• Put sufficient postage on your envelope. I chose to avail Canada Post’s mail tracking system to avoid unwanted circumstances (i.e. lost of documents).


It took approximately 3-4 months until I received my new work permit. DO NOT forget to get a new SOCIAL INSURANCE NUMBER (SIN) from Service Canada after.


Sharing with you other tips which I may/may not have done (BUT SHOULD HAVE DONE) when I submitted my application:

  • Apply 30 days before your work permit expires or EARLIER.
    My work permit expired last June 2016, and I applied in March of the same year. If I had to do it all over again, I would have applied much earlier than that to give way to unexpected delays on CIC’s part. I received my renewed work permit in July which meant that I was under an ‘implied status’ for some time while waiting for the decision. I tell you, the waiting itself was nerve-wracking – ‘What if I got my papers denied? What do I need to reinstate my status?’. Having said that, save yourself from worries and apply way  – and I mean way – ahead of time.
  • Include ALL relevant documents.
    I believe there is nothing to lose should you include other documents (that can greatly aid your application) not stated in the checklist. In my case, I included a cover letter/letter of explanation to clearly state my intent. I actually did not include the letter from the employer and the copy of my new contract as I found it too late already (somewhere) on CIC’s website. This ‘missing documents’ actually fueled up my anxiety while waiting for the new work permit. So, as a friendly advice, don’t be like me and just get those documents included in your application! Again, you have nothing to lose!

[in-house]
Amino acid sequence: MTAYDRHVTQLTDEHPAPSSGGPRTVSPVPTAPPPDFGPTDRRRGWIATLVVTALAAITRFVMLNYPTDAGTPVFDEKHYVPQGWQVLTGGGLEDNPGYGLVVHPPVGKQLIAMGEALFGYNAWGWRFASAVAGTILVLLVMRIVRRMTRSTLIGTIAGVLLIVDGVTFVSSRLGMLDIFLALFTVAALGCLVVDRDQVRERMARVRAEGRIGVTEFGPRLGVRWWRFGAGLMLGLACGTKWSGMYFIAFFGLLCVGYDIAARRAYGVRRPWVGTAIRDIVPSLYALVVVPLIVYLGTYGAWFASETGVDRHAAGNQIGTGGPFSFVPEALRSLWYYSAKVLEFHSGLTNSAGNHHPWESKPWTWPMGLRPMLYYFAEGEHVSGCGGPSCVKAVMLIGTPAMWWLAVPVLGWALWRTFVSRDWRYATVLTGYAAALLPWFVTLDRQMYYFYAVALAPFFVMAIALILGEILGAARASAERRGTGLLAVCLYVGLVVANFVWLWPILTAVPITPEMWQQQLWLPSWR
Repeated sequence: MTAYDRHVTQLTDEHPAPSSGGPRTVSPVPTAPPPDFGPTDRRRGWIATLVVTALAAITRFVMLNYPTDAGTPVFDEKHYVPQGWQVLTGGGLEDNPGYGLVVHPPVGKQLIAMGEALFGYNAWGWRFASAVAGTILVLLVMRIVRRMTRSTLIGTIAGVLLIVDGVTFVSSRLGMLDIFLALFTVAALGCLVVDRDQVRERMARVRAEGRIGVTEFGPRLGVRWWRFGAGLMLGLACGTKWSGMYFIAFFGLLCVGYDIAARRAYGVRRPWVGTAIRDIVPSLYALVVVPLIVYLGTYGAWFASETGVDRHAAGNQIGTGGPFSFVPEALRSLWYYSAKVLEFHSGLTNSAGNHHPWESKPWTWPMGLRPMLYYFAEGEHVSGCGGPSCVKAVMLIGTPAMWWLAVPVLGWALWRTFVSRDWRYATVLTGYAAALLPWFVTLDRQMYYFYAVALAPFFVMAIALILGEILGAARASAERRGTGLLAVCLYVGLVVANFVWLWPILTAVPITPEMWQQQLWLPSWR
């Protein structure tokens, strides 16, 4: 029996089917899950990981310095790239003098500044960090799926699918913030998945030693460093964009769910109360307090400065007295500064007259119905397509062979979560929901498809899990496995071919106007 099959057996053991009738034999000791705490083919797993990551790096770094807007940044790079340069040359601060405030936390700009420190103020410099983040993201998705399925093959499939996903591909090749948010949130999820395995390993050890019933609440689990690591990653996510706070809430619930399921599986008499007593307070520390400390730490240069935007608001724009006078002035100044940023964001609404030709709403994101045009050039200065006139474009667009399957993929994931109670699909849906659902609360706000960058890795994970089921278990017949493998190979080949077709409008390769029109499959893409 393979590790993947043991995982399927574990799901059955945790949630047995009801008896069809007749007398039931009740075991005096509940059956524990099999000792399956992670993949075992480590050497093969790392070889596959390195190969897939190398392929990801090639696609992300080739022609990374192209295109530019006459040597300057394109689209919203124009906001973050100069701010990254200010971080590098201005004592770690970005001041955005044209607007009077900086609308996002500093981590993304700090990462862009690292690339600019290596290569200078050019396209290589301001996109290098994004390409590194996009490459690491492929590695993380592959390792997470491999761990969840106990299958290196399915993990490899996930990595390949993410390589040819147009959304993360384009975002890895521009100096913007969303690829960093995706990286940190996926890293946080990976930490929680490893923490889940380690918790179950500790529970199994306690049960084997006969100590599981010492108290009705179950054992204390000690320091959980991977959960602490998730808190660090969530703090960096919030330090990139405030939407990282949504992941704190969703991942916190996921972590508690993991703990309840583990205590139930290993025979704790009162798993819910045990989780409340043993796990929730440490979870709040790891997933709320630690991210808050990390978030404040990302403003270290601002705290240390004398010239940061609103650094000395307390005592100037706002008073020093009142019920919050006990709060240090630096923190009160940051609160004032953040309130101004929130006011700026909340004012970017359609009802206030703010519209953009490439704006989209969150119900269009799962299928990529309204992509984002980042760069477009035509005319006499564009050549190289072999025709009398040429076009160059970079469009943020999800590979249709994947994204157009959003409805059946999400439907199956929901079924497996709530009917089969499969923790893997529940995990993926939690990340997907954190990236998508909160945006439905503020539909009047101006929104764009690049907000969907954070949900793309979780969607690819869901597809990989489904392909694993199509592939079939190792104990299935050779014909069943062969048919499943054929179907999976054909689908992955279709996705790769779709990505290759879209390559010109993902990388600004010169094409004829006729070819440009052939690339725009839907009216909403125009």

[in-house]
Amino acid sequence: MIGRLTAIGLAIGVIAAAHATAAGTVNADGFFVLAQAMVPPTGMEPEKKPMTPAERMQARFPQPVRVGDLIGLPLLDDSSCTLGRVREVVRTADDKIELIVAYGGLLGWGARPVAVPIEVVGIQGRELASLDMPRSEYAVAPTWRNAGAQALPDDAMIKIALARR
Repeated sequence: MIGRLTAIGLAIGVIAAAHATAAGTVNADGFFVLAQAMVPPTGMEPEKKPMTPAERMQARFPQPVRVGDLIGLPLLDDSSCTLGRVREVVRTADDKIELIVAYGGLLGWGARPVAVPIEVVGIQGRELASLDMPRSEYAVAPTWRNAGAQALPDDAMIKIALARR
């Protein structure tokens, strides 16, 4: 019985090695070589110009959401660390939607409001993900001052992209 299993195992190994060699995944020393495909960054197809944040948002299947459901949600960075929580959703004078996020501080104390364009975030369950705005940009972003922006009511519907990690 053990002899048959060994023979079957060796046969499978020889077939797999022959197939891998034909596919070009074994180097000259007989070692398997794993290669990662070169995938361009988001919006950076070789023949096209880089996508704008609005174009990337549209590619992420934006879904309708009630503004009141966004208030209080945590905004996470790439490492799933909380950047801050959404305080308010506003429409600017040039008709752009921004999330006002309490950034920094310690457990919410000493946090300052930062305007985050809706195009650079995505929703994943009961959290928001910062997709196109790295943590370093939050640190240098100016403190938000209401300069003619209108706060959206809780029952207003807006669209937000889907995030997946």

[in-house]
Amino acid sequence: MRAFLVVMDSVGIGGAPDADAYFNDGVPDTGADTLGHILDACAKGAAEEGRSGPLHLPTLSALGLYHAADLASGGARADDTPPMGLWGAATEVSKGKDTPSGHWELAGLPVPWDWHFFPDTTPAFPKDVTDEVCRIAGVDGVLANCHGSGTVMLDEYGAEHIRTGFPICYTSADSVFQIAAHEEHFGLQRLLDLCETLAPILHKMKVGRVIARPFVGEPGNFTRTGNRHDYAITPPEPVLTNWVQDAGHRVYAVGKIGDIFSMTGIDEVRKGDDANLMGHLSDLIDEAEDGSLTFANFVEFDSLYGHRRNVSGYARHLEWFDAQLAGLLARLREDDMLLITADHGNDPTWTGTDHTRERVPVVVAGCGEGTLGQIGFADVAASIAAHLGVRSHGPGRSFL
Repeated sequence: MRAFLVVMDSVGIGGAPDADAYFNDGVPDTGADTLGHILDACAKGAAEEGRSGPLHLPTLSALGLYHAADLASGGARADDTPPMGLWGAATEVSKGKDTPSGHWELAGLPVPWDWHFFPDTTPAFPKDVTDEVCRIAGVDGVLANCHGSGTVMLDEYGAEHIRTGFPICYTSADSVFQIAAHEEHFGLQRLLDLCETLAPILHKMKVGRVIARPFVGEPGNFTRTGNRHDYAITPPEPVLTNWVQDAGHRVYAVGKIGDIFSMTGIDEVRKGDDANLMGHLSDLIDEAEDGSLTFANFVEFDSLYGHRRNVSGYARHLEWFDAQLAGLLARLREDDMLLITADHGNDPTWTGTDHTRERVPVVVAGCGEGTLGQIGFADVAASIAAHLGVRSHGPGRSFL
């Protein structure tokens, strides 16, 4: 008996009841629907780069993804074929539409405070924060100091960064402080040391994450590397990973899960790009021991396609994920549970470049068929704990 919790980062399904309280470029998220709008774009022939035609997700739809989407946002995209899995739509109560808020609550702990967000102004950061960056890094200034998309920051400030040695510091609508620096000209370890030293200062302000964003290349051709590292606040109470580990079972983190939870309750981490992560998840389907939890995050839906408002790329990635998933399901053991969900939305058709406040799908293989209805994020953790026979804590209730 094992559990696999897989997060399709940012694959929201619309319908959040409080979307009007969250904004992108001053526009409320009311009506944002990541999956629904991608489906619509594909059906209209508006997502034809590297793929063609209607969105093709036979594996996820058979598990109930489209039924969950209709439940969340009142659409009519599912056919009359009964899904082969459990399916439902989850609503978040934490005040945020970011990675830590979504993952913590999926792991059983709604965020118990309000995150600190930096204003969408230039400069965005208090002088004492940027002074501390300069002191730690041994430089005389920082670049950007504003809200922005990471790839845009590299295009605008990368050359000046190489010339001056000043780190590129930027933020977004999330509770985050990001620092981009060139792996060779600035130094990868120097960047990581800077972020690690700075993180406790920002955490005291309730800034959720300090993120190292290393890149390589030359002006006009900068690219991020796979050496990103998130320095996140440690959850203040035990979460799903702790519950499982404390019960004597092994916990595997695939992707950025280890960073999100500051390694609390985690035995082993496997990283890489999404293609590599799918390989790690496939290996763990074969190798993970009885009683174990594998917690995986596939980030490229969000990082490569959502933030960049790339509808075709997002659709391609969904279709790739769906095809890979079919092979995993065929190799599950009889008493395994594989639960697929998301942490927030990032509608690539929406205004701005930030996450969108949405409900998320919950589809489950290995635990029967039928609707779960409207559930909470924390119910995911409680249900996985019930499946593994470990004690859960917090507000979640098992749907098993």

• RENEW your passport.
    The CIC can extend your work permit by following your passport expiry date or the new contract agreed with the employer, whichever comes first. To avoid headaches, just get your passport renewed or have it valid for at least 1-2 more years before applying.
  • It is ILLEGAL to work in Canada without a valid work permit.
    This should be non-explanatory for any Temporary Foreign Worker living in Canada. You may still continue staying in Canada if you have an expired travel visa but such IS NOT the case for work permits. If you failed to lodge your application before its expiry, you will be given 90 days to apply ‘restoration of status’ which will cost you more or worse, face deportation back to your home country. Certainly, you wouldn’t want that, so KNOW when to apply for work permit extension for live-in caregivers.
  • READ the website… again and again.
    I certainly cannot count how many times I visited CIC’s website for clarifications. Surely, my case is not applicable for other readers out there. If you chose to live-out (which means you’re leaving the Live-In Caregiver Program), or change employers, then you need to read through the other processes that come with it. During my application, I have always kept Immigration, Refugees, and Citizenship Canada’s (IRCC) contact options handy with this web form or their call centre service number at 1-888-242-2100. You can speak to a call centre agent, Mondays to Fridays, from 8:00 to 4:00 pm, your local time (except holidays).

So there. I hope this post has been of great help to your work permit extension for live-in caregivers application. I know you’ll have tons of other questions (just like me back in the day), so DON’T hesitate to key in your questions below and I’ll try my very best to get back on it. Happy processing!